EXPERT ANALYSIS FROM THE AAD SUMMER ACADEMY 2016

BOSTON (FRONTLINE MEDICAL NEWS) – Surgery is the standard of care for most skin cancers, but nonsurgical and adjuvant treatments can be good options for certain skin cancers when surgery would be neither curative nor feasible, according to Anthony Rossi, MD.

“Whether you’re treating a superficial basal cell or superficial squamous cell carcinoma, I think first and foremost, if you’re going to use nonsurgical treatment options, it’s important to have a good biopsy diagnosis,” Dr. Rossi said at the American Academy of Dermatology summer meeting. He also advised that the biopsy capture the entire lesion or a good portion of it to get a good representation. “You don’t want to be surprised by any hiding, high-risk subtypes,” said Dr. Rossi, of the Memorial Sloan Kettering Cancer Center in New York.

Deciding on a nonsurgical treatment option should be based on knowing the patient. For example, know the patient’s concerns about cosmetic deformities, willingness to undergo surgery or not, and ability and willingness to do follow-up self-care.

For superficial basal cell or squamous cell carcinomas in situ and even lentigo maligna in situ not amenable to surgery, imiquimod may be an appropriate treatment. Dr. Rossi said his practice is to use it in an incremental fashion, starting with application five times per week, going to every day if there is no response after 1 to 2 weeks. If the response remains inadequate, he recommended adding a topical retinoid, such as tazarotene, in an effort to increase penetration.

For basal cell carcinomas and squamous cell carcinoma in situ, he uses imiquimod for a total of 6 to 8 weeks, starting from the time of the first reaction. For melanoma in situ, he uses it for more than 60 applications (12 weeks).

To show patients where they should be applying any topical treatment, Dr. Rossi marks the skin, photographs it, and prints out a picture for the patient. Sometimes he uses the patient’s phone to take the picture. For a basal cell or squamous cell carcinoma in situ, he indicates an area at least 5 to 10 mm beyond the margin of the tumor. The area is even larger for melanomas.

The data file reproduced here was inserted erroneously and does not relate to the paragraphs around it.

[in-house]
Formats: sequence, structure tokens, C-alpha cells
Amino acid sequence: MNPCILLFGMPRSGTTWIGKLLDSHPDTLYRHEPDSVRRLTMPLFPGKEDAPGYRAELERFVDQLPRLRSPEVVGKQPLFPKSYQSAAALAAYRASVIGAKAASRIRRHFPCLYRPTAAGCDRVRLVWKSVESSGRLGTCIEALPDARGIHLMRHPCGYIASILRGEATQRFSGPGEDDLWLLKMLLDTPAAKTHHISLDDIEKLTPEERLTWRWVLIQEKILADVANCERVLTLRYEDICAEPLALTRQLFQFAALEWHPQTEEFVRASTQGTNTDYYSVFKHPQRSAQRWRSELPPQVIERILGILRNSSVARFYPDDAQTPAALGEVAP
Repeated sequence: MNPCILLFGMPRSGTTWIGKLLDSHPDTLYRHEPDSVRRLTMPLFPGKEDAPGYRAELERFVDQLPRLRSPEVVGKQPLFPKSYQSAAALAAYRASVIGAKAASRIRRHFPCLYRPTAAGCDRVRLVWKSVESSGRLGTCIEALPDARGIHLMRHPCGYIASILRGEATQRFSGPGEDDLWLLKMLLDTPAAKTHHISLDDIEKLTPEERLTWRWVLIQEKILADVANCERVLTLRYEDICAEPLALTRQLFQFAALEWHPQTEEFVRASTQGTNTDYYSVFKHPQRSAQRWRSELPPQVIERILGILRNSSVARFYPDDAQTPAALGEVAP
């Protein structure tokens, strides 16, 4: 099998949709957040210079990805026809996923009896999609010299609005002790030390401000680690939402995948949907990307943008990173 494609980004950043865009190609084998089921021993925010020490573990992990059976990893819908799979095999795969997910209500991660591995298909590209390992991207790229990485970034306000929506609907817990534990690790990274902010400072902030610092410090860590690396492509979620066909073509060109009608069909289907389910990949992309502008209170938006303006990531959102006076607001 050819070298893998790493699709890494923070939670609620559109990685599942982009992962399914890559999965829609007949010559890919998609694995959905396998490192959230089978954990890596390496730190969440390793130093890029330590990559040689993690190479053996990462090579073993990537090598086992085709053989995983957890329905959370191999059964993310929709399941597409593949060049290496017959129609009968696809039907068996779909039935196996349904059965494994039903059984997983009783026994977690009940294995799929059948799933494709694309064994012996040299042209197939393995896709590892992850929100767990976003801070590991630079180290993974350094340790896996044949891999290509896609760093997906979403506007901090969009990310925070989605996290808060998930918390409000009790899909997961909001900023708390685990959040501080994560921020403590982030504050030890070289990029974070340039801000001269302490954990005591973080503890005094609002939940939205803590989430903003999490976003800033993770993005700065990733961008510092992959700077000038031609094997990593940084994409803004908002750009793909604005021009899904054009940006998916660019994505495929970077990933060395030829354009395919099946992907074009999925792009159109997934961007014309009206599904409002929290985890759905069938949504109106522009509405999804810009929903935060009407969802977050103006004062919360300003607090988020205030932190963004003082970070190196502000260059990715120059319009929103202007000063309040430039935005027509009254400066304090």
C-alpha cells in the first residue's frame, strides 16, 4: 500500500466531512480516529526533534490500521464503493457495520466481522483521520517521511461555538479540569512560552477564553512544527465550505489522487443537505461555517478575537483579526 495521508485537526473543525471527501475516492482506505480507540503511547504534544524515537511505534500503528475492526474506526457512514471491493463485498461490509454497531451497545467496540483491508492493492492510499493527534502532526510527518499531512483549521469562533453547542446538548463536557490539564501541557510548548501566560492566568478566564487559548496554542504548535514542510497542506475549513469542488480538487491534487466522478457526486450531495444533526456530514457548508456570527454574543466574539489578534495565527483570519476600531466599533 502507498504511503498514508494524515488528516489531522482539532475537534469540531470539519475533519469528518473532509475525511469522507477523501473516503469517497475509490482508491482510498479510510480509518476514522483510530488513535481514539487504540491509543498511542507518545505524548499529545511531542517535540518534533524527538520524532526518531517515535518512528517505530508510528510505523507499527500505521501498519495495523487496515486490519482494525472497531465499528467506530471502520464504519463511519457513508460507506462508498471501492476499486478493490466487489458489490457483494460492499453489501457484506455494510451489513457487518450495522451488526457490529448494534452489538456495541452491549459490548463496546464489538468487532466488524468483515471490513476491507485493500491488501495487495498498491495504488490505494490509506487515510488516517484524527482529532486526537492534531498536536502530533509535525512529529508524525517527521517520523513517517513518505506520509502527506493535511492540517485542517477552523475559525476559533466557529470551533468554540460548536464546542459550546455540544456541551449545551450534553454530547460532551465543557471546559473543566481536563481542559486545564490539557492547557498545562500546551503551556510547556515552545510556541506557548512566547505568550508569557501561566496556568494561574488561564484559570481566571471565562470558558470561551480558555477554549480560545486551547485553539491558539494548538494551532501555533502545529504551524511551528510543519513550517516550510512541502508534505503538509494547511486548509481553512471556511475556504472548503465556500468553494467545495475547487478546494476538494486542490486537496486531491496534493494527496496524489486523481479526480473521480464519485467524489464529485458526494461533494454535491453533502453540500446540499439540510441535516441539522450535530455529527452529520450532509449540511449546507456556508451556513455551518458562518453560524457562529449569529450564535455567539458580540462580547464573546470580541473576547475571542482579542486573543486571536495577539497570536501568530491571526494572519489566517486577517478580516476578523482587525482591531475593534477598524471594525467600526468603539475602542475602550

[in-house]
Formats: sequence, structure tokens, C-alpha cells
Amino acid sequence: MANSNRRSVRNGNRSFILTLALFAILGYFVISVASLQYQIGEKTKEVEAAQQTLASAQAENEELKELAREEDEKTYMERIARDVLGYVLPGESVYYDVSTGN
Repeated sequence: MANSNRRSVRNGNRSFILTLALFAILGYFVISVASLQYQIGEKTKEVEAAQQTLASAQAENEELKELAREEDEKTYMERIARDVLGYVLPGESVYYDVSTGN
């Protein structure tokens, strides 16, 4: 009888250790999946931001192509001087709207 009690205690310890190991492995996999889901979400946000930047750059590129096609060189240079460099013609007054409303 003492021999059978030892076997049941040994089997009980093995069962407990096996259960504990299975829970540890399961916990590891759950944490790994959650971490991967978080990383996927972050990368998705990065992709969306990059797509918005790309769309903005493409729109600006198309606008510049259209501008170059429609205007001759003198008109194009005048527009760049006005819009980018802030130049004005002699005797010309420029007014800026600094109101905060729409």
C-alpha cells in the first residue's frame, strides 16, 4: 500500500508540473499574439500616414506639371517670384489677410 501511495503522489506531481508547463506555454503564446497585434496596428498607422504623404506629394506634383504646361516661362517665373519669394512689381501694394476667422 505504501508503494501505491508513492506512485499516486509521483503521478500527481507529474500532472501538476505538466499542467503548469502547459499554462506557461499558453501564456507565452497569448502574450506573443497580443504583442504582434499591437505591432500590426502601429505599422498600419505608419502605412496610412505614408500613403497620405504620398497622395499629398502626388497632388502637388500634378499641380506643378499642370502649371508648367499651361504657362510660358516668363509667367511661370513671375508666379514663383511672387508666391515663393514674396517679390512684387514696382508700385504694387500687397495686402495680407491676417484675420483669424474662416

Dr. Rossi studies confocal microscopy to detect skin cancers. He uses it before treating a lesion to define the clinical boundaries of the lesion and the boundaries for the nonsurgical treatments, and then he uses it on follow up to look for any recurrences.

New anti-tumor agents

Two oral inhibitors of the sonic hedgehog pathway have been approved within the past 5 years for locally advanced or metastatic basal cell carcinomas. “In the right person, they can be quite beneficial if surgery would leave them with a very large cosmetic deformity or if surgery would be not curative,” Dr. Rossi said. “We’re seeing good results” with acceptable adverse events, specifically taste disturbances, muscle cramps, and hair loss. The first such drug, vismodegib (Erivedge), was approved in 2012, and sonidegib (Odomzo) came on the market about 1 year ago.

Besides oral agents, photodynamic therapy (PDT) with photosensitizers are another option for certain skin tumors. Dr. Rossi said his practice is to keep the treatment room fairly warm to assure good blood flow to the skin and thus good penetration of the drug. Because PDT acts by generating singlet oxygen to kill tumors, good blood flow to the tumor is necessary. To minimize discomfort, he uses pretreatment acetaminophen if patients can take it. After a skin reaction occurs, cool compresses are used, along with dilute acetic acid soaks on crusted or scaling lesions in an effort to prevent infection.

And while these treatments can produce quite angry-looking lesions in the short term, very good healing usually occurs if patients are diligent about wound care. However, Dr. Rossi cautioned that they may need “more hand holding with these nonsurgical treatments, because it is a longer duration of treatment.”

In general for counseling patients on nonsurgical treatments, Dr. Rossi said it is advisable to have good pretreatment and post-treatment plans. “They have to know that they will need to be following up to make sure that there is no recurrence,” he said. “We don’t have clear surgical margins if we’re using these topical treatments, so we have to make sure that they have good, constant follow-up.”

Dr. Rossi reported consulting relationships with Merz, DynaMed, and Novartis.

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